If the wind ever dies down, I'll be outside spraying adhesive to complete this fabric-covered bulletin board.  I've never used an adhesive spray, so wish me luck!

There's still plenty more yellow Rainbow Scrap goodness to be found at this week's link up.  Hope you're inspired to be scrappy!

Saturday, March 21, 2015

RSC 15: Sugar Bowl Takes the Cake

It hasn't been much of a yellow scrappy week.  There was work, yummy fried chicken for a good cause, more work, stitching on the next eagle block, work and finally an escape to the camp for some R & R.
I did decide to go ahead and keep making more scrappy Sugar Bowl blocks.  I finished two pink blocks and a blue, with another blue block prepped for stitching.  These only finish at 8 inches, so I may go back and make a few more in each color so I have enough for a good size quilt at the end of the year.

That is the extent of my scrappy sewing this week, but I'm still looking forward to seeing what the other Rainbow Scrap Challenge quilters have gotten into this week.  Head over to Angela's SoScrappy blog for plenty of scrappiness!

Saturday, March 14, 2015

RSC 15: Searching for Sunshine

I can't believe the month of March is half-way over already!  It was a long and dreary week here - overcast, foggy and rainy EVERY day, although the sun did manage to appear for a little while yesterday.  The weather is back to dreary and overcast again today - hence the need for sunshine!  Thank goodness the Rainbow Scrap Challenge color for March is yellow.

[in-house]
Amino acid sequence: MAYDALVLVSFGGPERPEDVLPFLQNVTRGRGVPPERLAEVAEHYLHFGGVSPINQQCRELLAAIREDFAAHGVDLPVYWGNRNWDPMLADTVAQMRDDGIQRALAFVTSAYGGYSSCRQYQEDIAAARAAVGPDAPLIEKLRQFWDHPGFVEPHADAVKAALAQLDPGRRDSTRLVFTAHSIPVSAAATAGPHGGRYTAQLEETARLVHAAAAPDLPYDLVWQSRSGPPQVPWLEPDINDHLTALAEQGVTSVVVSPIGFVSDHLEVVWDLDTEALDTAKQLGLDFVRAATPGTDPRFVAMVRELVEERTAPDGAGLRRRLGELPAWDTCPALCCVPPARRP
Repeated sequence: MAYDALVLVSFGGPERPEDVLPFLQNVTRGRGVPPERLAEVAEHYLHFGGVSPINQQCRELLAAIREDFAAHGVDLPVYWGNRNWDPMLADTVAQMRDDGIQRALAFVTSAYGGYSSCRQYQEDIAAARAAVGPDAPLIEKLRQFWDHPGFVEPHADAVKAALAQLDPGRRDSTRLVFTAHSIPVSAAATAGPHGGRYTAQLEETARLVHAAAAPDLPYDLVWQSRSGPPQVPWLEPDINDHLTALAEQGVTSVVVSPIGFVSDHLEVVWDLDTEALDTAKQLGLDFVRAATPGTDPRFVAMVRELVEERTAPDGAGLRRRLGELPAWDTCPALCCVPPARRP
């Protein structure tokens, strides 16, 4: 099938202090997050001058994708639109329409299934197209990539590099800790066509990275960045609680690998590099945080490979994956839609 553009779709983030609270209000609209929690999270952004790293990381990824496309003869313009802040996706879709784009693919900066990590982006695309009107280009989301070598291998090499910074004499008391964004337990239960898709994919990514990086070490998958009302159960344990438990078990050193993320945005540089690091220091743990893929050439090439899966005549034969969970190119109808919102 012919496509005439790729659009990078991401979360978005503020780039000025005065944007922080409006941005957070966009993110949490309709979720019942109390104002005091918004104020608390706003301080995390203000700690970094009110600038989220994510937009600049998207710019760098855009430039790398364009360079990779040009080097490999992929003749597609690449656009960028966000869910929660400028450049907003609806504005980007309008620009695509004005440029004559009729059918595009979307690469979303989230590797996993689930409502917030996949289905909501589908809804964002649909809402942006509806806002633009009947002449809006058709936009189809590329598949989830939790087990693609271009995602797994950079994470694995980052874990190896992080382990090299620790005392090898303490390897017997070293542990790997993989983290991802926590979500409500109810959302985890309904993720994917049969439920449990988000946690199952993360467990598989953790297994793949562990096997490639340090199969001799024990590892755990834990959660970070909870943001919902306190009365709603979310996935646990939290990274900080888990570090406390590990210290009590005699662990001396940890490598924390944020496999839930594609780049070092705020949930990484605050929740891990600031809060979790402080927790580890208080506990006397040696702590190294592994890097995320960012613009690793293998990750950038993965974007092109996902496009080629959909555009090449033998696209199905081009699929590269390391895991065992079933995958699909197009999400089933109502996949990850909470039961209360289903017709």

A few yellow Maverick Stars provided a little sunshine.  I have been re-thinking how I want to set these into a quilt.  My original plan was to set them on point with alternating, low-volume string-pieced squares.  I've discovered I don't like the way these stars look when set on point, so I'm contemplating some straight set layouts instead.

I had to create some scraps for this month's Scrap Jar Stars.  I had almost no reproduction yellow fabrics or scraps, but I solved that problem with a trip to my LQS.  I was hoping to be able to use some Chrome Yellow, as described in Barbara Brackman's latest entry in Stars in a Time Warp.  Unfortunately, my LQS only had one fabric that fit the bill, and it stood out too much from the other fabrics.